Steerable radar systems use mechanical means to adjust a single antenna element. Phased-array radar utilizes multiple fixed antennas to perform a similar function. The challenge with phased beamforming is that the electronics must be replicated for each antenna within an array.
Analog Devices’ GaN-based ADAR1000 X/Ku band beamformer chip can handle four antennas at once (Fig. 1). The chip supports a frequency range from 8 to 16 GHz. Maximum operating gain is 20 dB for the transmit side and 9 dB for the receive side. It has 360-deg. phase control with a 2.8-deg. phase-control resolution and 31-dB gain control. A single pin handles the transmit/receive toggle. It fits in a 7- × 7-mm LGA package.
1. Analog Devices’ ADAR1000 X/Ku band beamformer can handle four antennas.
A typical 16-element antenna array would require four ADAR1000 chips (Fig. 2). The ICs, like the beamformer chips, are normally found on the back of the PCB, helping to reduce the size of the system. The result is a compact, low-profile phased-array radar system.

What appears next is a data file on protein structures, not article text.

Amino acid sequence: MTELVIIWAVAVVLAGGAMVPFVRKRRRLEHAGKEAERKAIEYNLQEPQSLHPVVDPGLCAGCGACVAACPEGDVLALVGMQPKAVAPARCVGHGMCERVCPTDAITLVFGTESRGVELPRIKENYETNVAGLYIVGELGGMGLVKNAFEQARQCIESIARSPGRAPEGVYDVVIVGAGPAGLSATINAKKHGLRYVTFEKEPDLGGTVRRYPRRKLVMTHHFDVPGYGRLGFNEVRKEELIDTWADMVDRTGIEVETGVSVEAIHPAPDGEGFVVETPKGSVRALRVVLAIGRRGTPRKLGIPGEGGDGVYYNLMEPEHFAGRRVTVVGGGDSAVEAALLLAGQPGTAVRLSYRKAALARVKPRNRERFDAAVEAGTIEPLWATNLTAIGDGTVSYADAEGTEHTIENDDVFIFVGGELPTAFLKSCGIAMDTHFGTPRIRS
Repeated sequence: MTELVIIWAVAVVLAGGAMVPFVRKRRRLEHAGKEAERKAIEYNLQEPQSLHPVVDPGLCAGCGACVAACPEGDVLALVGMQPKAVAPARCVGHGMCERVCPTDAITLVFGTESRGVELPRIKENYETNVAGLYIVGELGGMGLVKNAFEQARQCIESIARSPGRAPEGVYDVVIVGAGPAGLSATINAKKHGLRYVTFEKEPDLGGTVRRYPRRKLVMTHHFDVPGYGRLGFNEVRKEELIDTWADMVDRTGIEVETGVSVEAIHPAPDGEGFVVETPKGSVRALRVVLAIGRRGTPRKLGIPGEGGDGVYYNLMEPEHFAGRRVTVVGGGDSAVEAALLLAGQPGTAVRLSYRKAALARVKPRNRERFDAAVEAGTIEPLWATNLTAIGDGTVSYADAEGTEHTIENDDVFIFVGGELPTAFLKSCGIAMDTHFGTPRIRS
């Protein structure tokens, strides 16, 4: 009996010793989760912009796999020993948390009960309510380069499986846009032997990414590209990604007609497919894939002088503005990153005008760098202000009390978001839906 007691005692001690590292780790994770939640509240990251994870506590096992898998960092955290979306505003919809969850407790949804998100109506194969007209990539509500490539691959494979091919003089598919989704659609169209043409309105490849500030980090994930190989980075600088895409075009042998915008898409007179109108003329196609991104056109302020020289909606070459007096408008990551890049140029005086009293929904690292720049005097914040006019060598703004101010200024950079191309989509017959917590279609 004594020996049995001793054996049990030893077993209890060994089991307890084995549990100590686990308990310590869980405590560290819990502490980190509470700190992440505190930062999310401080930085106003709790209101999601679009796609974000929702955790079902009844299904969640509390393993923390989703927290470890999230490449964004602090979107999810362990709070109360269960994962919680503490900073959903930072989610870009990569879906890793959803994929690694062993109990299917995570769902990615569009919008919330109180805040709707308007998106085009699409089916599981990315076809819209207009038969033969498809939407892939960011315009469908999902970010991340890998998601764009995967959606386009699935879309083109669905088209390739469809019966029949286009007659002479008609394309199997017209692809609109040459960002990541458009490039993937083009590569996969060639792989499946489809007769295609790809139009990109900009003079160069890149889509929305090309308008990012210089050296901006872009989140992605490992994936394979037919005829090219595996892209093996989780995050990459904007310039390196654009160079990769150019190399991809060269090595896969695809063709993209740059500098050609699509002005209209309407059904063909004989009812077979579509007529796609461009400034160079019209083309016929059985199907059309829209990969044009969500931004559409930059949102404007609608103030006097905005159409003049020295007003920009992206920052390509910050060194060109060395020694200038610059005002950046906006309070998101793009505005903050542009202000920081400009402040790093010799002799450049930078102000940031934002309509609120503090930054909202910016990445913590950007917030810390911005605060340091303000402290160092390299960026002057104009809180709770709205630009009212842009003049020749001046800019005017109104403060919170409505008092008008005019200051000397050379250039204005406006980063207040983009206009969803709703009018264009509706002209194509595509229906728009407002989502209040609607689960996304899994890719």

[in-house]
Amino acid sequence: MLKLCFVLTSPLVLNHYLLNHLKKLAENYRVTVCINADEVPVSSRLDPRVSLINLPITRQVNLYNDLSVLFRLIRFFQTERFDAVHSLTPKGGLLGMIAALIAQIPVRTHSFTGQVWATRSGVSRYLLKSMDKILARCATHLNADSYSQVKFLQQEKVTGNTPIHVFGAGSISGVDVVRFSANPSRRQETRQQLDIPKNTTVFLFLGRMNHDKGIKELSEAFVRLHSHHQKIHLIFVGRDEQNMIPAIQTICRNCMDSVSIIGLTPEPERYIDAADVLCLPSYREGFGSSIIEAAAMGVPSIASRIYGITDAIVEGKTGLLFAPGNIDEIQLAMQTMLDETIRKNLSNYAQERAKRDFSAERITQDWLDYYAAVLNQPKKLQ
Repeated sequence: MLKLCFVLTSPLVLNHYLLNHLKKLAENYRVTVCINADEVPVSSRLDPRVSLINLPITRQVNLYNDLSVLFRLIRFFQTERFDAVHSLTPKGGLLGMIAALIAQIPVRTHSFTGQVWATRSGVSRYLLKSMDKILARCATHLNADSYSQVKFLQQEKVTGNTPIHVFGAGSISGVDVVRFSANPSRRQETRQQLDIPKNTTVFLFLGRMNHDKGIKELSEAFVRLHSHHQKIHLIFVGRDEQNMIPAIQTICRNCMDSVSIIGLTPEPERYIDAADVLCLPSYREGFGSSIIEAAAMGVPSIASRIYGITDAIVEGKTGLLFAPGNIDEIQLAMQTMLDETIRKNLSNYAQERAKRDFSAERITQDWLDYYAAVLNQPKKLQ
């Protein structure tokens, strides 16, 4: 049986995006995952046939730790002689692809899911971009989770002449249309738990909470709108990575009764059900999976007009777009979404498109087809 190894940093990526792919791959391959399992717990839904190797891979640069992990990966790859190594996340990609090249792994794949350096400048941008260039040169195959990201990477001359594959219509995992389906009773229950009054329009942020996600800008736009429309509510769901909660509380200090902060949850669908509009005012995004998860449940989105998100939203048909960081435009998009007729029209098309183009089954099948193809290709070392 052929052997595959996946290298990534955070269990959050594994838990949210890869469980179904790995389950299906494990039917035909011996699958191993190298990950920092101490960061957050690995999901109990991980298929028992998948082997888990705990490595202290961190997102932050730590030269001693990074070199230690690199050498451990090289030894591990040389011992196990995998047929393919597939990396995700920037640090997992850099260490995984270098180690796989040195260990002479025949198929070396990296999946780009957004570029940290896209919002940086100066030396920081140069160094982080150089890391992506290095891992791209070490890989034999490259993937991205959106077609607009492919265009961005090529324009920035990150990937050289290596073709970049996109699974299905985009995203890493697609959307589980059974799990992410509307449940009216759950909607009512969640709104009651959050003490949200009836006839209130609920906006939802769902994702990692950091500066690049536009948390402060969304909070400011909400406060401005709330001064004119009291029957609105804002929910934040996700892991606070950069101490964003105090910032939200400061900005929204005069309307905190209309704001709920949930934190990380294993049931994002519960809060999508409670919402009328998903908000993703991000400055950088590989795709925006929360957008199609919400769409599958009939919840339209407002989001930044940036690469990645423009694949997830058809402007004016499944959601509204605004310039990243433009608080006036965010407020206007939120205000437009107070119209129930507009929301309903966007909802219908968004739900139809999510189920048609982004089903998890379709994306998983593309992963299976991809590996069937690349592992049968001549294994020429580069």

Phased-array systems have a number of benefits in addition to eliminating the mechanical aspects of the alternative. Beamsteering is normally faster and has the ability to create nulls that eliminate or mitigate jamming and interference. The system can fail gracefully if a single element is lost.
2. This 16-element antenna (left) would use four ADAR1000s on the back (right).
One of the challenges for tight integration is cooling. The thermal considerations become more important as more chips are placed closer together. Thus, low-power chips like the ADAR1000 help to reduce these problems. The compact chip size is important—the placement and density of the antenna elements can be limited if the support chips take up too much space.
The number of elements within a system can easily be scaled up since everything is operating in parallel. Larger arrays are simply collections of more antenna elements along with the support chips that include the beamformer, mixers, and transceivers.
Analog Devices has reference designs that provide a complete radar solution. Most of the additional chips, such as the digital-to-analog and analog-to-digital converters (DACs and ADCs) are also provided by the company.